Ten Tors orchestra to play Peninsula Arts Contemporary Music Festival at Plymouth University
WHEN American experimental composer John Cage wrote his 4'33" back in 1952, some commentators not surprisingly voiced their concerns over this piece of music which consisted solely of complete silence.
Others, however, saw it as a revelation in music-by-chance – where the sounds actually heard are those which surround the listener on each and every occasion.
Irrespective of which camp you support, there should certainly be something to interest you when Sensing Memory, this year's Peninsula Arts Contemporary Music Festival, opens on Friday, February 24, and concludes on the Sunday, co-directed by Peninsula Arts director of music Simon Ible, and Eduardo Miranda, professor of computer music at Plymouth University's Interdisciplinary Centre for Computer Music.
Simon commented: "At the heart of the weekend is the Ten Tors Orchestra concert on Saturday, February 25, in Theatre 1, Roland Levinsky Building, at 7.30pm. This will premiere new works which investigate all kinds of mind-play and memory, the main focus being Eduardo Miranda's Symphony of Minds Listening, which involves a musical demonstration of how the brain constructs reality.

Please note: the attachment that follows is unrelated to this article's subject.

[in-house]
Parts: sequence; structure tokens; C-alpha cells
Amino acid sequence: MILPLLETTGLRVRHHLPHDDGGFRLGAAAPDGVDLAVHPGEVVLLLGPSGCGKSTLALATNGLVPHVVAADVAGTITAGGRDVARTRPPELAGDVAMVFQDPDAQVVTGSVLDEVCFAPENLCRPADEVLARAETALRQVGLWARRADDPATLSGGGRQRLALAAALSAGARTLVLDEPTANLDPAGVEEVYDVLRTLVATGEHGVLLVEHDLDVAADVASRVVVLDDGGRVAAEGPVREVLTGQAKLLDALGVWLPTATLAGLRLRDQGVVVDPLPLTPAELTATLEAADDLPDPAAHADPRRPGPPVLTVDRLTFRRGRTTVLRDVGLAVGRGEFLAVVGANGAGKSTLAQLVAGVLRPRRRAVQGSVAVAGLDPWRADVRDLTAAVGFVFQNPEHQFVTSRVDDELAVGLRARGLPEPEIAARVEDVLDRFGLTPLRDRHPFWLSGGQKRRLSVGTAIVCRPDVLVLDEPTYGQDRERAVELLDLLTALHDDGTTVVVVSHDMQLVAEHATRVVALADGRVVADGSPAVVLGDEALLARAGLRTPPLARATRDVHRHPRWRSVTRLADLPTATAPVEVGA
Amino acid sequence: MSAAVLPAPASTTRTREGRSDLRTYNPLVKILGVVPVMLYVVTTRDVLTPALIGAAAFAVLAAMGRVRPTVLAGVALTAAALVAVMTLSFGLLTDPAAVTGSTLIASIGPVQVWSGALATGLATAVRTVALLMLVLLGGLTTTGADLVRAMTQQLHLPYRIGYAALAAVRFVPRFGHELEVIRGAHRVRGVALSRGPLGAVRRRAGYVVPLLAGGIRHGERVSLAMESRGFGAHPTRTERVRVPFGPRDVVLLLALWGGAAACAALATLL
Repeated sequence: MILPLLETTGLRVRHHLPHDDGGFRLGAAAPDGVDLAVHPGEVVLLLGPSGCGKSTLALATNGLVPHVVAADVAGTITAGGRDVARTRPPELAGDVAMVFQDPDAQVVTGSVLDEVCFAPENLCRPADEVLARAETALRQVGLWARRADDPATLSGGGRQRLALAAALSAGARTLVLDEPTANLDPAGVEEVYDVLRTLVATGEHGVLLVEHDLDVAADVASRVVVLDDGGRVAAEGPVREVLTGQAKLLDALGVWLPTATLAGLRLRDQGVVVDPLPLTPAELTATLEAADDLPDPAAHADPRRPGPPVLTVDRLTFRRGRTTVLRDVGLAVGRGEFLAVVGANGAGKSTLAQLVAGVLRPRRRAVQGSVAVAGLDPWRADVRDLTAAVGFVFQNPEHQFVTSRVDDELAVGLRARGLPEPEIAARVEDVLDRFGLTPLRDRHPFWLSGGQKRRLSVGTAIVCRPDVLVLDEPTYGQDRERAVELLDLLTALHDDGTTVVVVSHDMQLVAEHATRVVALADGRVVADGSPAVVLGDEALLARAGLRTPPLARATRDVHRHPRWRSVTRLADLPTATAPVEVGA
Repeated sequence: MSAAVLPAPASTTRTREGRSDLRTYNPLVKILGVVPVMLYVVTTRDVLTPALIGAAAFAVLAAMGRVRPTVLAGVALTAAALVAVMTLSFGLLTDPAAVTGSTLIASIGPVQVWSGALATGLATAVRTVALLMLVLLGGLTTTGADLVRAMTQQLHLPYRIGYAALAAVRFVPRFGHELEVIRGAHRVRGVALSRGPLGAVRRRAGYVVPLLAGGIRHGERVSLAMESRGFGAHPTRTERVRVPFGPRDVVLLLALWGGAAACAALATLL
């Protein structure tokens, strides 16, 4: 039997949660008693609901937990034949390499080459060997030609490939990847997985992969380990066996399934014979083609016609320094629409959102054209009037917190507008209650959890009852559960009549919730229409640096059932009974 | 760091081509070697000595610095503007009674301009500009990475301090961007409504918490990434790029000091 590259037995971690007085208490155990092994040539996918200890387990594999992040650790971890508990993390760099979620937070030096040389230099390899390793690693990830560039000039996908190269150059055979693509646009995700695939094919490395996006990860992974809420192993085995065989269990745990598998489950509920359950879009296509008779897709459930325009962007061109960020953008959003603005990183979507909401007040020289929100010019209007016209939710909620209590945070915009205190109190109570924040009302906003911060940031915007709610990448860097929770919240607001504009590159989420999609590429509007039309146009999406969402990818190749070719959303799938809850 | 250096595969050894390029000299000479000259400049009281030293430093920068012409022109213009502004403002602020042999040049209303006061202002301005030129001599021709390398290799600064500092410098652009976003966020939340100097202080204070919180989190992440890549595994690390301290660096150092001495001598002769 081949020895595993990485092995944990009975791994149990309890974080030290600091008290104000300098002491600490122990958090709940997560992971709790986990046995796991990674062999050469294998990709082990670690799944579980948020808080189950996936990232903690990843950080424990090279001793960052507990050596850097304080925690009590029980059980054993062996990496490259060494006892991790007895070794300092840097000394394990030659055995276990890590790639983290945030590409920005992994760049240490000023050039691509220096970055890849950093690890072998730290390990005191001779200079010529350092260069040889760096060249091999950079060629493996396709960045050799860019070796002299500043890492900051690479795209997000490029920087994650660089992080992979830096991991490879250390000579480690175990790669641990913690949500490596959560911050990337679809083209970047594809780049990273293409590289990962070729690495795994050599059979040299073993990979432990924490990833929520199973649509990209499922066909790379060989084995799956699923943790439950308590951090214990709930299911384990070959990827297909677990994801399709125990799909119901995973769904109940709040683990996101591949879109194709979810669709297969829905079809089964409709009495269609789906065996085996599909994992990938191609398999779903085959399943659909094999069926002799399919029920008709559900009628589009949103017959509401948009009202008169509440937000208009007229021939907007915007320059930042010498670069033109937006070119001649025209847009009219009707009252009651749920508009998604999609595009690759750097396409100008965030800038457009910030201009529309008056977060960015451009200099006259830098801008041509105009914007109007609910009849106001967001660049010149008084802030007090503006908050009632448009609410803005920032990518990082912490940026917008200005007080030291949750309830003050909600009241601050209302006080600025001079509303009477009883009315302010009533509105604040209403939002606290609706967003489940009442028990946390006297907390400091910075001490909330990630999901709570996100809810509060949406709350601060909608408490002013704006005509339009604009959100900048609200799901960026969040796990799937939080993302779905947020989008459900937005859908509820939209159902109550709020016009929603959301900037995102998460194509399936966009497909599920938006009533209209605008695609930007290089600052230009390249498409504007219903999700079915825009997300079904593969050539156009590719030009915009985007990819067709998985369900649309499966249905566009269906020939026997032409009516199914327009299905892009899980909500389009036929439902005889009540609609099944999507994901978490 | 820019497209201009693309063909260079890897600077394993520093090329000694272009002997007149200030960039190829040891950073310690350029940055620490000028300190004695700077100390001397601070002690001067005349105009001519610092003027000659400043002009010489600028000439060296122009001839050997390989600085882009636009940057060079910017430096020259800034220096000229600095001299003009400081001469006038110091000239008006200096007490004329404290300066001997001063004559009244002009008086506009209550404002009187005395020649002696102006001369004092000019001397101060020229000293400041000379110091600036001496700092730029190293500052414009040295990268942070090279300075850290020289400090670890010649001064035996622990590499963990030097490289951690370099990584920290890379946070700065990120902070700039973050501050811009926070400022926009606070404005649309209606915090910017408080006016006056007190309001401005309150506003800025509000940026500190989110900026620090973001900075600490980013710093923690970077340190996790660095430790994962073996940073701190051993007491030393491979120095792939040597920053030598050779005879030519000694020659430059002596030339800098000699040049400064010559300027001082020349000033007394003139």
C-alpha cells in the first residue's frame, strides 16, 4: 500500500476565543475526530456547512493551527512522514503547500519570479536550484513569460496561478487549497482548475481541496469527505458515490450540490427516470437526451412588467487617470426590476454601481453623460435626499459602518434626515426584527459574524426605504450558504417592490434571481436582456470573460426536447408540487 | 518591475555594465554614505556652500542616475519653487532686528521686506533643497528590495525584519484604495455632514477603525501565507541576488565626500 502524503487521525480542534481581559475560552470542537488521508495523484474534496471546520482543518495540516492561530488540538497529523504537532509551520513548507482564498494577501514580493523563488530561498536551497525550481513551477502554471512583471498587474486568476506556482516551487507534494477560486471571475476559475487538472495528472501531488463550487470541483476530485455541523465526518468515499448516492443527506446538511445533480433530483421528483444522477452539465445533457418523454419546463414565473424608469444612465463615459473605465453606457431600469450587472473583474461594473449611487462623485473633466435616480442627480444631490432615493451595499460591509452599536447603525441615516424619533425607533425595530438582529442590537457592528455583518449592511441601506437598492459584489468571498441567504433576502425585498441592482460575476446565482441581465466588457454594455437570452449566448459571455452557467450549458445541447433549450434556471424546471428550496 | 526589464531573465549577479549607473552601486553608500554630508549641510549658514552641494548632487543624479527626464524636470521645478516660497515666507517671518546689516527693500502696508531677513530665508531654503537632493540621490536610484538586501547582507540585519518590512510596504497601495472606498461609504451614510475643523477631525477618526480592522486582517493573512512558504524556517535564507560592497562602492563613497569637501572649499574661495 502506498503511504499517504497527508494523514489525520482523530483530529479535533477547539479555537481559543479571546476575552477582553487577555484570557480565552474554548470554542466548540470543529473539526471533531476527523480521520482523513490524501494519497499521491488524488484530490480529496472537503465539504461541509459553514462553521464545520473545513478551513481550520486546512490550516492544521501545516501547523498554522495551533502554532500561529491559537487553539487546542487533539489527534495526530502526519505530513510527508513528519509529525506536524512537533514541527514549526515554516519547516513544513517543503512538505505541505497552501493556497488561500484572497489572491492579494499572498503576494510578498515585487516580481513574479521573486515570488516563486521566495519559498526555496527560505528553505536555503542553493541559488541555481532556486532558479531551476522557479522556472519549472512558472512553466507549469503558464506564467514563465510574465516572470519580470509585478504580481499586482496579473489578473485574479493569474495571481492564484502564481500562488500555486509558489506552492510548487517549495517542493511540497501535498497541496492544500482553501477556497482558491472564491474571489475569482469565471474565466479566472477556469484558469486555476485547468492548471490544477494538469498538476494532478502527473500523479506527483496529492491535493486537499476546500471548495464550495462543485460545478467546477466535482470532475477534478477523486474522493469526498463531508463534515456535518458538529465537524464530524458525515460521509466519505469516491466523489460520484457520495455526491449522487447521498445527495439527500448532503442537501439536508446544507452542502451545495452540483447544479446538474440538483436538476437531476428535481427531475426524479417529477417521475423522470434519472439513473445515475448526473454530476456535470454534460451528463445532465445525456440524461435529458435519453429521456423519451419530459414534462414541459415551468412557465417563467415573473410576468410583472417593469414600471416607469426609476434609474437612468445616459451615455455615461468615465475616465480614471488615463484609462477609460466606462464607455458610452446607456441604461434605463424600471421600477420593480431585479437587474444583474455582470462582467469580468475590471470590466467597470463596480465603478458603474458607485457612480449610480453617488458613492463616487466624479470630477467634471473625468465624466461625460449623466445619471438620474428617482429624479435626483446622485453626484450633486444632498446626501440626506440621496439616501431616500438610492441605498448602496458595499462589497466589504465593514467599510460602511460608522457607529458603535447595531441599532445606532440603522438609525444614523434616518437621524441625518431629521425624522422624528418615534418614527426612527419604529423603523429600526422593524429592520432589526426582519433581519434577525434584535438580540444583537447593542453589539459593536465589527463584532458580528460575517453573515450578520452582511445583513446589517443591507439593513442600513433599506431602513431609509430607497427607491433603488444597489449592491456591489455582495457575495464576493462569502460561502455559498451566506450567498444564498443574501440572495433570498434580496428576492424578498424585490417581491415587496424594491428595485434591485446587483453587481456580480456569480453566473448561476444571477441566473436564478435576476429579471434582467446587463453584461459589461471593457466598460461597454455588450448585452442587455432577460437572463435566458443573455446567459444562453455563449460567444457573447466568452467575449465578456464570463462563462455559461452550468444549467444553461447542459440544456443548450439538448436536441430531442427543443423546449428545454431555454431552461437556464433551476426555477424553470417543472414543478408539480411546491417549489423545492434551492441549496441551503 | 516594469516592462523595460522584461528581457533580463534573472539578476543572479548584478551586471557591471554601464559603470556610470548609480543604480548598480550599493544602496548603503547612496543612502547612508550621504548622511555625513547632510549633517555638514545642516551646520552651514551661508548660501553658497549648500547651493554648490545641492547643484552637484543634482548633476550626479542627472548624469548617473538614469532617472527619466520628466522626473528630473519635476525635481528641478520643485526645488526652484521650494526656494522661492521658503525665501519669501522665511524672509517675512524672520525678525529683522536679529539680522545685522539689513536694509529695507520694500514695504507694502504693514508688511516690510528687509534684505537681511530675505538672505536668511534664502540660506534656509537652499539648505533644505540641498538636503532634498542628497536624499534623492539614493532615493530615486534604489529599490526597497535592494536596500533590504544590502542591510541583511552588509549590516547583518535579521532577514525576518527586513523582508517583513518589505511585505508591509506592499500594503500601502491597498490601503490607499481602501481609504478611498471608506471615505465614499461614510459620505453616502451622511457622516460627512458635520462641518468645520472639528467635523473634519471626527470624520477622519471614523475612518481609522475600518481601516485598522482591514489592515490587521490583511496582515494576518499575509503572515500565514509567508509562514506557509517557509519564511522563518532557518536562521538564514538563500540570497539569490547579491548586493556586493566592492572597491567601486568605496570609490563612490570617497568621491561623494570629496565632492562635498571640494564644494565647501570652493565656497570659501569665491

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"Three volunteers underwent brain scans as they listened to the second movement of Beethoven's Seventh Symphony. The original orchestral score was then re-structured as a result of their various responses, and will be performed to the accompaniment of a film showing the volunteers' measured brain activity."
There are also festival premieres from Plymouth University associate-composers Will McNicol (guitar) and Ignacio Brasa (piano), and new this year is the inclusion of the Algoshorts film festival featuring Alexis Kirke's audience-interactive piece Many Worlds. Memoria Technica is a new work for string quartet and electronics from TV and film-composer Matthew Slater, plus there is the launch of the new jazz-improvising group The Nameless, headed by saxophonist Steve Buckley.